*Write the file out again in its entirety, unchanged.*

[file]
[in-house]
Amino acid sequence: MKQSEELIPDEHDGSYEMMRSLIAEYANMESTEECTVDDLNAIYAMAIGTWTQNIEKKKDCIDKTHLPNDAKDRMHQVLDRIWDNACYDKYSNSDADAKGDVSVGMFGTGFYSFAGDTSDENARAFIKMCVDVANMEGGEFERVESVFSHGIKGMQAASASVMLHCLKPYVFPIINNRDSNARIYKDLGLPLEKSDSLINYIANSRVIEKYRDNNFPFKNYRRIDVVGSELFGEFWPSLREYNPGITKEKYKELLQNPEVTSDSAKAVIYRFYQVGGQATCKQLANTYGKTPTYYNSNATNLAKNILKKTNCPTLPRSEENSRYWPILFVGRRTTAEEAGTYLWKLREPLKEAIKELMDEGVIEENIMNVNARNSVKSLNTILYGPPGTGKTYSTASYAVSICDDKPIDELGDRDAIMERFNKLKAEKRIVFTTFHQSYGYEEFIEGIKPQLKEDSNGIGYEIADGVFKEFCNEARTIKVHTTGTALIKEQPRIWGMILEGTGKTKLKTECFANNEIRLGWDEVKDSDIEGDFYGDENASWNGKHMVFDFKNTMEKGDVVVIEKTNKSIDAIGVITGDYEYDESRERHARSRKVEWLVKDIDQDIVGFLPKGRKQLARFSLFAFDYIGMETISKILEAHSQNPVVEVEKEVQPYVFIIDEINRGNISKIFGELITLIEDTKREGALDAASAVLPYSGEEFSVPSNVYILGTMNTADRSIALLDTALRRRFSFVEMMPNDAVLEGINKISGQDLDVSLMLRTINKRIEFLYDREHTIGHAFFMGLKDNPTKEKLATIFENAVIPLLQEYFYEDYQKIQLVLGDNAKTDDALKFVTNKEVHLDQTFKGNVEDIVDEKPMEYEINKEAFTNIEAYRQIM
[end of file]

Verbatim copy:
[in-house]
Amino acid sequence: MKQSEELIPDEHDGSYEMMRSLIAEYANMESTEECTVDDLNAIYAMAIGTWTQNIEKKKDCIDKTHLPNDAKDRMHQVLDRIWDNACYDKYSNSDADAKGDVSVGMFGTGFYSFAGDTSDENARAFIKMCVDVANMEGGEFERVESVFSHGIKGMQAASASVMLHCLKPYVFPIINNRDSNARIYKDLGLPLEKSDSLINYIANSRVIEKYRDNNFPFKNYRRIDVVGSELFGEFWPSLREYNPGITKEKYKELLQNPEVTSDSAKAVIYRFYQVGGQATCKQLANTYGKTPTYYNSNATNLAKNILKKTNCPTLPRSEENSRYWPILFVGRRTTAEEAGTYLWKLREPLKEAIKELMDEGVIEENIMNVNARNSVKSLNTILYGPPGTGKTYSTASYAVSICDDKPIDELGDRDAIMERFNKLKAEKRIVFTTFHQSYGYEEFIEGIKPQLKEDSNGIGYEIADGVFKEFCNEARTIKVHTTGTALIKEQPRIWGMILEGTGKTKLKTECFANNEIRLGWDEVKDSDIEGDFYGDENASWNGKHMVFDFKNTMEKGDVVVIEKTNKSIDAIGVITGDYEYDESRERHARSRKVEWLVKDIDQDIVGFLPKGRKQLARFSLFAFDYIGMETISKILEAHSQNPVVEVEKEVQPYVFIIDEINRGNISKIFGELITLIEDTKREGALDAASAVLPYSGEEFSVPSNVYILGTMNTADRSIALLDTALRRRFSFVEMMPNDAVLEGINKISGQDLDVSLMLRTINKRIEFLYDREHTIGHAFFMGLKDNPTKEKLATIFENAVIPLLQEYFYEDYQKIQLVLGDNAKTDDALKFVTNKEVHLDQTFKGNVEDIVDEKPMEYEINKEAFTNIEAYRQIM